Myriophyllum 'Guyana' is a recent addition to the aquarium hobby. Myriophyllum 'Guyana' is a green stem plant that tops out at around an inch in diameter. While many Myriophyllum species have been in the aquarium hobby for a long time, this species stand out for its much smaller form. This allows it to be shaped into dense, attractive bushes easily even in smaller tanks. It can provide great contrast to other non-green plants. It is a great filler plant that will grow side shoots to fill the surrounding free space.
Higher lighting conditions (90PAR+) and CO2 injection gives denser forms as it allows the plant to branch more profusely.
Myriophyllum 'Guyana' is a tad more sensitive compared to other super hardy larger sized Myriophyllum species. Planting them in a matured aquarium will reduce acclimatization stress. The plant gets algae more easily than more hardy Myriophyllum species and does better in tanks that are well maintained and clean.
While it takes trimming well, the bottom portions of the plant will still deteriorate after repeated trimmings, and eventually we will need to uproot and discard the deteriorating old bottoms, and replant fresh tops. This topping and replanting cycle needs to be done every few months to keep the bush fresh.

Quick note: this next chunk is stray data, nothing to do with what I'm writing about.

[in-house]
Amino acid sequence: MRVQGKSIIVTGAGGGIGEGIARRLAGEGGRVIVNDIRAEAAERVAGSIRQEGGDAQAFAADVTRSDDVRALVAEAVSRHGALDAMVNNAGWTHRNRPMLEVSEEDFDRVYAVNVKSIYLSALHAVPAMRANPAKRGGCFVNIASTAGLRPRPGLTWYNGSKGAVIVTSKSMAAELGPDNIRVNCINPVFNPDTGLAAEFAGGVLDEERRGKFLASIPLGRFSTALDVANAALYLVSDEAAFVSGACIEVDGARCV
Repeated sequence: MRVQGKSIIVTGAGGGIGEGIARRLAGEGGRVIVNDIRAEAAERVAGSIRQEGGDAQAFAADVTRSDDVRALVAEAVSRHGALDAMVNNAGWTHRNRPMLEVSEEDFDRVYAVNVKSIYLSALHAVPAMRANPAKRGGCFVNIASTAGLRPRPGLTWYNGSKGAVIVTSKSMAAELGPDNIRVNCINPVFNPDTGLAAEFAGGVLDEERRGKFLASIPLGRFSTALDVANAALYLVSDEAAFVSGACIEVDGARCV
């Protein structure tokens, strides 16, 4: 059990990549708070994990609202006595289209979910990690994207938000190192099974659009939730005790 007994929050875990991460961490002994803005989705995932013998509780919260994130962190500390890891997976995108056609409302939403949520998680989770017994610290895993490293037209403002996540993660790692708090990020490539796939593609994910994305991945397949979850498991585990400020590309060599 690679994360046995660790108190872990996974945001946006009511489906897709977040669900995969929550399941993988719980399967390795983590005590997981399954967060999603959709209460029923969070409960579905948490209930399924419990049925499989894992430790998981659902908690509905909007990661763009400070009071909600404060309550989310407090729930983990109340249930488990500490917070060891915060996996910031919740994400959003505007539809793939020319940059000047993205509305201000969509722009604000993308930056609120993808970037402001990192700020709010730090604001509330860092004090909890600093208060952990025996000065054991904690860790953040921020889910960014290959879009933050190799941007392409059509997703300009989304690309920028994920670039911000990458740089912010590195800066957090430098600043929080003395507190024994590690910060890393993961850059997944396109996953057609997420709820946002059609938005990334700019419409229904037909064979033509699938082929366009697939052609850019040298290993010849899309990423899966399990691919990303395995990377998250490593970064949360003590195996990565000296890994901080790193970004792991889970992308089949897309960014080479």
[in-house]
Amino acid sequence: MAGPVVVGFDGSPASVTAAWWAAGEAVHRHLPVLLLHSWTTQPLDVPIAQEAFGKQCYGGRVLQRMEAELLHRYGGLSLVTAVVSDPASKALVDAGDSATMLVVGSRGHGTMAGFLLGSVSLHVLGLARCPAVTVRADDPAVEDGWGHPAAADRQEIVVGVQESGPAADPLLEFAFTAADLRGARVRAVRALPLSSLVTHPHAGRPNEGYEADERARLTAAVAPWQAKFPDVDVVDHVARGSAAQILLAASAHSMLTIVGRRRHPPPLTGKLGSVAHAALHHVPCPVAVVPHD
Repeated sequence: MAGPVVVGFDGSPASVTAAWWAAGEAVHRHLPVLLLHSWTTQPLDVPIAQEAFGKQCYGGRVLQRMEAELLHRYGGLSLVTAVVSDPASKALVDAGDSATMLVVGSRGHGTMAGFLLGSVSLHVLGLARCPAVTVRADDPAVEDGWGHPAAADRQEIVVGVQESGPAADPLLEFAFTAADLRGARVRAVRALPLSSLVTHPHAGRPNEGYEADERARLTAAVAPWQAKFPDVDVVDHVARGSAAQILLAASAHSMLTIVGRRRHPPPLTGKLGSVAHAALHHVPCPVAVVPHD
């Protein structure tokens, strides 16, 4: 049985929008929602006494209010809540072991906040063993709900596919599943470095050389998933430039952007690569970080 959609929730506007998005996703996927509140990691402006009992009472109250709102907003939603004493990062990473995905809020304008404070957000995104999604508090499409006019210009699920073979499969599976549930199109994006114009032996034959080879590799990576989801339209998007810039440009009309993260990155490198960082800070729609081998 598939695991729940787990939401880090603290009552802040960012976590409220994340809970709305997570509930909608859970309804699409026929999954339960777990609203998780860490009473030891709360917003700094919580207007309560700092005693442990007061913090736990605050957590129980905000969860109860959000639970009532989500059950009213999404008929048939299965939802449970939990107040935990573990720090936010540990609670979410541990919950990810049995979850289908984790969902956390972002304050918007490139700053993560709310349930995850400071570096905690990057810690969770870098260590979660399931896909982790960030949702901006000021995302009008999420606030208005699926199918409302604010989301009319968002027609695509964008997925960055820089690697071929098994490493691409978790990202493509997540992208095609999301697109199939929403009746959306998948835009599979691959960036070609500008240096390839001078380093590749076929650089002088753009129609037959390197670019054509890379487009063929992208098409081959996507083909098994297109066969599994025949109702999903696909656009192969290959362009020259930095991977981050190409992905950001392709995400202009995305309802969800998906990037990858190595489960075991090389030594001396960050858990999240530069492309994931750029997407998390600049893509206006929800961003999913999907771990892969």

Myriophyllum 'Guyana' is tolerant of hard water.
Key success factors:
Higher PAR levels (90 umols+) allow for denser, more branching growth.
CO2 injection highly recommended - this species does less well than other Myriophyllum species without CO2 injection. The TC transition much better with CO2 injection while matured plants are more robust.
Plant in a matured, cycled tank. This plant can be vulnerable to algae as its leaves are delicate.
Regular fertilization maintains bright, fresh green leaves.
Regular, strategic pruning to keep it in good form. Easily reaches the top of most tanks given enough time.
Trimming & propagation
Myriophyllum 'Guyana' is a fast growing stem plant so propagation is easy; cut off top 3 to 4 inches of the stem and replant, leave the bottom portion to sprout new shoots. After many trimming cycles, the bottom portions of the plant will deteriorate, and this can be seen as the lower stems get bare. Older deteriorating growth is vulnerable to algae and takes a longer time to recover. This can lead to less dense or uneven bushes.
The bush can and should be refreshed periodically by uprooting and discarding the old growth, followed by clearing the patch of aquasoil of excess detritus, then cutting off and replanting fresh new tops (3-4 inches) of the plants. This technique can be used to refresh most stem plant bushes that face deteriorating bottoms after some time.